Movie review: Iron Man
"Iron Man" is here. And abandoning any pretense at being critically impartial, I've got to say – "Iron Man" rocks. It's a near-perfect summer movie confection.
The latest in the never-ending line-up of comic book-films is right up there with the first couple of "X-Men" and "Spider-Man" movies in my mind, a perfectly balanced combination of character, humor, action and whiz-bang special effects. The storyline is your basic origin tale, with a plot that's fairly predictable, but it's the quirks and small tweaks director Jon Favreau and a smart, snappy script add that make "Iron Man" fly.
The lovingly detailed production really makes you believe a man could cobble together a flying suit of armour; the grease, nuts and bolts show. Iron Man is a character I've long liked - some of the first comics I remember reading back in the '80s were from the great Micheline/Layton run - but he's been served poorly in comics in recent years. I don't even recognize the guy they have being Iron Man these days. Which is why "Iron Man" the movie is such ripping fun - it takes you back to the core essence of the character, a spoiled hyperactive genius playboy who becomes a hero, but who's basically still a boy with the biggest toys in the room. The storyline has been slightly rejiggered to examine the post-9/11 murky reality of the world, but not in an obtrusive fashion.
Robert Downey Jr. is perhaps the best superhero casting choice since Christopher Reeve. I love how he's matured from the wise-ass young punk into a battered, riveting leading man, and he simply IS inventor and gazillionaire Tony Stark. The tremendous presence he's shown in recent flicks like "Zodiac" and "Kiss Kiss, Bang Bang" is here in spades, but honed into action-movie coolness. While the hard-living, flawed Tony Stark takes the piss out of traditional square-jawed superhero notions, Downey also wisely manages to keep his turn from being strictly comedy. He balances action and humor very well.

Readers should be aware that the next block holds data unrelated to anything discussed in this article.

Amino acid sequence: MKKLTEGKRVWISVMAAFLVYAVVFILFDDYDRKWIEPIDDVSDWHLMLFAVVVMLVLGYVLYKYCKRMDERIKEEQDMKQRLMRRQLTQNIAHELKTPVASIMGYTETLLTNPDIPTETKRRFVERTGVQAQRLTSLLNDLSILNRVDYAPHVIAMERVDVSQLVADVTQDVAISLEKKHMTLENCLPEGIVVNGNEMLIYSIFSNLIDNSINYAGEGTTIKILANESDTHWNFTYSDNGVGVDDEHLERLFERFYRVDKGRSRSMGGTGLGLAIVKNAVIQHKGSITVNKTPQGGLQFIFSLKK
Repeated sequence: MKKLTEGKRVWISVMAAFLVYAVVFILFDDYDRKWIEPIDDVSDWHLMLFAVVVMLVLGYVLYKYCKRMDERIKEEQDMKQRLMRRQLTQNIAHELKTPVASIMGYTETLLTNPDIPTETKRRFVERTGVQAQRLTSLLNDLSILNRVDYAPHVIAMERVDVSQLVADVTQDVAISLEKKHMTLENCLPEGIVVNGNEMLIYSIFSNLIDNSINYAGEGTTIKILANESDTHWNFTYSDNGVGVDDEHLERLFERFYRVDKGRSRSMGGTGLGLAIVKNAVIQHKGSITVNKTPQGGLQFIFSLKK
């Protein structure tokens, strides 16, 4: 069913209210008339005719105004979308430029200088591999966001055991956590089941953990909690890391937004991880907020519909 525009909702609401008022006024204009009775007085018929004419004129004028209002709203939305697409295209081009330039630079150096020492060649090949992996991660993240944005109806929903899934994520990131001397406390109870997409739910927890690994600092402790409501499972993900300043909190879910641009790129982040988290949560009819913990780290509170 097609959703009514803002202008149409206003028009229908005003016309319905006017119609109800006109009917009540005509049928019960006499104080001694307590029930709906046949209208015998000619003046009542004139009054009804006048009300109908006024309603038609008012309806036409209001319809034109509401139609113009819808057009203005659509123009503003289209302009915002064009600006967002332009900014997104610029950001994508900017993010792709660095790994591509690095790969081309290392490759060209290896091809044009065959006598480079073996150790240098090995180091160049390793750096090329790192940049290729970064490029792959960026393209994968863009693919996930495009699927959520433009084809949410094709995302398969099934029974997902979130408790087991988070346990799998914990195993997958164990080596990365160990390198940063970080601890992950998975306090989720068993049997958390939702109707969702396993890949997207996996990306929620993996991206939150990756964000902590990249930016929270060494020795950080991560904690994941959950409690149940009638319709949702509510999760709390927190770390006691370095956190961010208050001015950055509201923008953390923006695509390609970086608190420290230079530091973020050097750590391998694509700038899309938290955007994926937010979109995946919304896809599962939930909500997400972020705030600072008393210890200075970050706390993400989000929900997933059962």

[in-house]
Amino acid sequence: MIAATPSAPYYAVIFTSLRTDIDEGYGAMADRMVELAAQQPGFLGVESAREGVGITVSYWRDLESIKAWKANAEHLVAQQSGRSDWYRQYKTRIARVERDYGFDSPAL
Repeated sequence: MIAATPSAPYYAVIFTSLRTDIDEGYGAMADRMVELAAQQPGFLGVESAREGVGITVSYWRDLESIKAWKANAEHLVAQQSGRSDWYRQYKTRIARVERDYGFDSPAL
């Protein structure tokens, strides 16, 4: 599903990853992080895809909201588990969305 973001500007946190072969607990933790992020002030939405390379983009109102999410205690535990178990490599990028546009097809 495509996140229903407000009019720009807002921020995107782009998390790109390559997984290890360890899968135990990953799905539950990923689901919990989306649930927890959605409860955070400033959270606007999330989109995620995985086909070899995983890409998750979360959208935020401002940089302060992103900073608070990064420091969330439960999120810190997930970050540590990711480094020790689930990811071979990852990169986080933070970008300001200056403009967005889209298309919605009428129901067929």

I don't want to spoil Downey's wonderful final line in the picture, given at a press conference, but to me it just sums up his wiseacre charm and the movie's entirely beguiling fanboy whimsy. While it's got darker moments, Downey's Stark is simply a less tormented figure than the Batman, Hulk, Spider-Man and Wolverine – and even Superman – than we've seen in the past couple of years. He digs being Iron Man. (As Downey says with a kind of stunned amazement, "Yeah, I can fly.") He combines the do-it-yourself heroism of Batman with a James Bond-like love of gadgetry.
Downey without a doubt makes "Iron Man" work, but he's backed up by a swell cast. Terrence Howard's role as sidekick James Rhodes is underwritten, but Howard brings a wry strut to it, while Gwyneth Paltrow's spunky Pepper Potts takes a fairly forgettable female sidekick role and makes it subtle, and sexy. Best of all is Jeff Bridges as villain Obadiah Stane, hamming it up tremendously. I usually associate Bridges with benevolent authority figure roles or gently befuddled goofballs, ala "The Contender" or "The Big Lebowski." But here, he channels his genial presence into genuine menace, with a shaved head that evokes Lex Luthor and a purr that quickly becomes a growl. Sure, I found his character's transformation a little drastic, but heck - it is a comic book movie after all.
Do I have a quibble or two? Well, sure, it's a little light on the action maybe, but then again so was "Spider-Man" frankly and I loved that too. Character is never abandoned for special effects. The story is Tony Stark's, rather than Iron Man's. The final battle sequence is a wee bit rushed compared to the leisurely build-up, but hey, it works for me. I have to admit that when Tony Stark dons the familiar "Mark 3" gold-and-red armor and starts flying about, I felt a rush of honest adrenaline and fanboy glee at seeing the comic become reality. Toss in all the nifty little "Easter eggs" for Marvel Comics fans like myself and you've got a comic book movie that's solid as Iron Man's armor. Check it out.